Taste of Italy

  • Photo by Philip Vile
    Castello di Reschio Photo by Philip Vile
  • Photo by Philip Vile
    Villa Arrighi Photo by Philip Vile
  • Photo by Philip Vile
    900-year-old sandstone fireplace. Photo by Philip Vile
  • Photo by Philip Vile
    The Dining Room. Photo by Philip Vile
  • Photo by Philip Vile
    An informal sitting area. Photo by Philip Vile
  • Photo by Philip Vile
    Master Bedroom. Photo by Philip Vile
  • Photo by Philip Vile
    A guest bedroom. Photo by Philip Vile
  • Photo by Philip Vile
    Photo by Philip Vile
  • Photo by Philip Vile
  • Photo by Philip Vile
  • Photo by Philip Vile
  • Photo by Philip Vile
  • Photo by Philip Vile
  • Photo by Philip Vile
  • Photo by Philip Vile
  • Photo by Philip Vile
  • Samantha Brooks

In 1949, Count Antonio Bolza fled Soviet-occupied Hungary, leaving his estate behind. Decades later, the nobleman finally found an appropriate site for a new family compound: in Italy, where his ancestors originated. "We discovered this farming estate with 50 farmhouses on 3,000 acres on the Umbria-Tuscany border," recalls Count Benedikt Bolza, Antonio’s son. After buying the land in 1994, Benedikt and his parents began renovating certain farmhouses for their clan and selling and restoring others for a select few outsiders.

To date, the Bolza family has occupied or sold all but 14 of the centuries-old dwellings on the estate, which is now an equestrian- and epicurean-focused private estate known as Castello di Reschio. The Bolzas work with the homeowners to restore the farmhouses—many of which are in ruins—as lavish wine-country retreats with sweeping views of Umbria’s undulating vineyards and verdant hillsides.

Among the recently revived structures is Villa Arrighi, the 6,600-square-foot, five-bedroom home profiled on these pages. The homeowner acquired the 1,000-year-old property—originally a medieval watchtower before its turn as a farmhouse—in 2008, when it was an empty shell without a roof. "It’s very difficult to renovate and improve upon these protected [historic] structures," notes Bolza, "so we tried to retain as much of the building’s original design as we could."

Villa Arrighi’s double-height living room, once part of the watchtower, features a 900-year-old sandstone fireplace (previous spread, top right) that complements the room’s polished sandstone floors. Next to the hearth, a bright red chair provides a dose of color and whimsy. A loft-style gallery overlooks the living area.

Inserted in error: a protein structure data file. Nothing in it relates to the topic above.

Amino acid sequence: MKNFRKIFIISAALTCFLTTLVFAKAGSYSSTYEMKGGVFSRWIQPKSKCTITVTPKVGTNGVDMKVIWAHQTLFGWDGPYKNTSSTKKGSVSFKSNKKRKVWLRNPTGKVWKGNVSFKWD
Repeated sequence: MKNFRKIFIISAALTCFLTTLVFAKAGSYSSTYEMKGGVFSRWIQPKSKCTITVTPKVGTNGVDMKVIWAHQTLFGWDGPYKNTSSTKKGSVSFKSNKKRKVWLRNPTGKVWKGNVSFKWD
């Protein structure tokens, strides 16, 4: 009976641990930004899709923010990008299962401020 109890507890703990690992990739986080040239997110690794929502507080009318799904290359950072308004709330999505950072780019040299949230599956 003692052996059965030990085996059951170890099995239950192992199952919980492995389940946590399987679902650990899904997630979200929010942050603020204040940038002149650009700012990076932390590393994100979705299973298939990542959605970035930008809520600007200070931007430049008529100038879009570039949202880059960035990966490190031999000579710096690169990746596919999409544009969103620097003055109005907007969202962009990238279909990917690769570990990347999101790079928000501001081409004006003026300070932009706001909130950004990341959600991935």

From an informal sitting area, an arch—once part of a cow stable—leads to the home’s large kitchen. The kitchen connects to the dining room (left), where a painting selected by the homeowner hangs above a table and chairs.

In the master bedroom, a sunburst headboard from France rests opposite an antique Chinese apothecary chest. A guest bedroom with a lavender footstool and accent pillows has a softer, more intimate feel.

Such distinctive touches define Villa Arrighi—and Castello di Reschio at large. A 45-person staff oversees the community’s stables, tennis courts, and restaurant, which serves only food that is cultivated on the estate—wild herbs, porcini mushrooms, truffles, eggs—or obtained from local suppliers. Staff members also look after the restored farmhouses while the owners are away.

"Our owners are looking for something beyond what you can get in a manufactured hotel experience," says Bolza. "There are few places on Earth where you can go to find high-quality services and amenities in such an accessible yet private setting. When the owners and guests come here, they can completely disappear."

Home: Villa Arrighi, a 6,600-square-foot retreat with five bedrooms, a large entertaining kitchen, and a swimming pool. Rents for about $23,000 per week.

Community: Castello di Reschio, a 3,000-acre private estate amid vineyards and olive groves in Italy’s Umbrian countryside. Fewer than half of the property’s 50 medieval farmhouses have been renovated, but only 14 remain available for sale. The average price for a farmhouse is about $8 million and includes the cost of restoration and landscaping (with a swimming pool).

Resort Amenities: Private-label winemaking by Castello di Reschio for homeowners using Sangiovese grapes from the estate’s vineyards; an equestrian center with stables and a dressage training facility; a restaurant; tennis courts; concierge services; and walking, biking, and riding trails.

Inquiries: Castello di Reschio, +39.075.844.362, www.reschio.com

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